International Coastal Clean-Up Day
16 September 2017
The Minister of Environmental Affairs, Dr Edna Molewa has urged coastal communities across South Africa to participate in International Coastal Clean-up Day today, the 16th of September 2017.
“Marine litter is recognized as one of the biggest challenges to our oceans, not just in South Africa but around the world, by volunteering to take part in the various clean-up events scheduled to take place today, each one of us can do our part to minimize its detrimental effects on our coastlines and estuaries,” said Minister Molewa.
The country has participated in International Coastal Clean-up Day (ICCD) since 1986. It is one of the world’s largest volunteer clean-up event of its kind, and also enables scientists to gather valuable data on the extent of marine pollution.
According to the Ocean Conservancy a total of 112 countries participated in beach clean-ups worldwide last year, where over 13 million marine litter items were collected. This is more than the combined weight of 700 African Elephants. In South Africa 7,315 kilograms of litter was collected in 2016.
South Africa has over 3000km of coastline and some of the most bio-diverse marine environments of the world.
“Rapidly increasing development along our coastal areas and estuaries has had the unfortunate consequence of exacerbating littering, which poses a threat to fragile marine ecosystems,” said Minister Molewa.
Overall, six million tonnes of debris enter the world's oceans every year. Although these materials eventually break down, they take a long time to decompose.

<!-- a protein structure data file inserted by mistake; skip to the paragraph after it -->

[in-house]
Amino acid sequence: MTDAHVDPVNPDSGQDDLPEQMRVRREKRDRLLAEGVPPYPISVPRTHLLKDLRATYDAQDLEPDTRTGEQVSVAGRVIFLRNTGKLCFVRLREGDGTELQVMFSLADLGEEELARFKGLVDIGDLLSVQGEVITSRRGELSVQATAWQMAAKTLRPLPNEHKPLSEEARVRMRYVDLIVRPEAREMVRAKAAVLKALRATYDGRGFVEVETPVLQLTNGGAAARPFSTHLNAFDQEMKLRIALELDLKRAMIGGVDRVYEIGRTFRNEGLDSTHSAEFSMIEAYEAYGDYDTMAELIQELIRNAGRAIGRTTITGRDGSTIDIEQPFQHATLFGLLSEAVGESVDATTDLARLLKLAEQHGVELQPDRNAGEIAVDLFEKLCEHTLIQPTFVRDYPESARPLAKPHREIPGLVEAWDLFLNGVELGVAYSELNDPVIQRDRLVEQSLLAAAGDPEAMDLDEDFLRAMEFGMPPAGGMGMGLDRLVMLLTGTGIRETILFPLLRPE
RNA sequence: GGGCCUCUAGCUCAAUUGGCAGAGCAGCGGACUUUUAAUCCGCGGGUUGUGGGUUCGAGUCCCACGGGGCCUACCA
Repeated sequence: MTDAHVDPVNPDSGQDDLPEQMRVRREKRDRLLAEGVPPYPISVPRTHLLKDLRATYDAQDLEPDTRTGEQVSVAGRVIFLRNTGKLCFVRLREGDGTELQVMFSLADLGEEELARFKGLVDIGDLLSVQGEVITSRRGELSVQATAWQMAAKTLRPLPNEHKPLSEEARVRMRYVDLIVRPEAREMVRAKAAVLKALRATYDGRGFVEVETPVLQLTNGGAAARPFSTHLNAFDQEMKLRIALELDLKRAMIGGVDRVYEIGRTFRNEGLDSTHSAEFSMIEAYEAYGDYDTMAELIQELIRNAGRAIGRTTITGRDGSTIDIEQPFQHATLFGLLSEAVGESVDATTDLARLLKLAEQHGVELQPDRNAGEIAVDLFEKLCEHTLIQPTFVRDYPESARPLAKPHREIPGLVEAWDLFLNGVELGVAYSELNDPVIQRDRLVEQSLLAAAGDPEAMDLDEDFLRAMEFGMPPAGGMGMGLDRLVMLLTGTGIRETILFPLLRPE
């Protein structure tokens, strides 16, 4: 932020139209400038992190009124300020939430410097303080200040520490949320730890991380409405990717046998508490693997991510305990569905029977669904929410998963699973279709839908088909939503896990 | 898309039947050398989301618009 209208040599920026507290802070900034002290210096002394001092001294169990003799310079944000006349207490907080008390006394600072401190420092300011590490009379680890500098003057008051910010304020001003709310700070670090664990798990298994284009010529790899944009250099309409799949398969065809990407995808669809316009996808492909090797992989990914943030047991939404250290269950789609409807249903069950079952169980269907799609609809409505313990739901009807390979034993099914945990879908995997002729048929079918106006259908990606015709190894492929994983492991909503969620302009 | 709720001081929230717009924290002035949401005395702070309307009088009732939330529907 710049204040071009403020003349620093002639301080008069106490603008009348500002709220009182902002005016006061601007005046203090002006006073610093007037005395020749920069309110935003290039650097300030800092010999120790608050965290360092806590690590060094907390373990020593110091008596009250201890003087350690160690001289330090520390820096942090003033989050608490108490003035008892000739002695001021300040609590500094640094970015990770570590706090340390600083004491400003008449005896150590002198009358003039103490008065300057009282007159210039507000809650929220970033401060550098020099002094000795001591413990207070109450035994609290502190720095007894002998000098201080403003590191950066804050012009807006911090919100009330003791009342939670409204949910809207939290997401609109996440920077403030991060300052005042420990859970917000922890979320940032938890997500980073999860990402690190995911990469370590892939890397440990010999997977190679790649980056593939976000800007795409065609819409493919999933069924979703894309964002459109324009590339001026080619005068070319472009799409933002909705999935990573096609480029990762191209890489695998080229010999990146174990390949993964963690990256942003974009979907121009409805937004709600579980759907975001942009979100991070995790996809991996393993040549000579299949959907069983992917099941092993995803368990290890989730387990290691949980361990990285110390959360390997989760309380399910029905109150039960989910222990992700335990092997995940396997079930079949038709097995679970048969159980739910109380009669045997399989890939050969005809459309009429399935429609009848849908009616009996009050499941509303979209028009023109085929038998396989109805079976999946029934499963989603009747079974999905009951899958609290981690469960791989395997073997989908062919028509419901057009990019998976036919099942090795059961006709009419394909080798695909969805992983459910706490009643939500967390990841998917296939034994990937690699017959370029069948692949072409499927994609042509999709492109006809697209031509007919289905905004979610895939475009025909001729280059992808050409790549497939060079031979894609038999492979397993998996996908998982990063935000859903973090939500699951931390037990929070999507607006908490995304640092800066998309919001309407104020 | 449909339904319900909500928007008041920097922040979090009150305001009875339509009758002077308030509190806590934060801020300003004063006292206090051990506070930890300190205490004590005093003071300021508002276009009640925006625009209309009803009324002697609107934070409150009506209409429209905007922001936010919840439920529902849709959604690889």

Marine animals such as fish, birds, sea turtles, seals and dolphins become entangled in debris that end up in the ocean – including fishing lines, nets, ropes and other discarded fishing equipment.
Plastic debris that degrades and fragments into smaller pieces poses a danger to marine ecosystems as the animals mistake the garbage for food and consume it, with detrimental consequences.
“We should all think twice of the consequences of discarding litter on our beaches and riverbanks, because the effect lasts long after we have thrown away that cold drink can or plastic bag,” added Minister Molewa.
For instance, an aluminium cold drink can take between 200 - 500 years to dissolve at sea and a glass bottle can take up to 1 million years to decompose. One plastic bottle can take 450 years to break up at sea.
The Department of Environmental (DEA) Affairs took part in various clean-up activities across the country – and will collaborate with a number of stakeholders such as the Two Oceans Aquarium and PlasticsSA in Cape Town and Coca Cola and the Buffalo City Municipality in East London.
The aim is to educate communities about the impact of littering on the marine environment. Since South Africa began participating in International Coastal Clean-up Day there has been broad community involvement in the initiative.
It continues to draw support from aquariums, schools and tertiary institutions; businesses; families; Service Clubs; Youth Clubs; Wildlife and Environment Clubs; National and Provincial Government Departments; media; Community Based Organisations; Non-Government Organisations; local municipalities and traditional authorities, the Working for the Coast programme, Ezemvelo KwaZulu-Natal Wildlife and South African National Parks.
“Sustainable development is a cornerstone of our National Development Plan (NDP) and is enshrined in our Constitution; if we are to reap the full recreational, social, and economic benefits of our oceans, it is critical we all do our part to keep them healthy and thriving,” said Minister Molewa.
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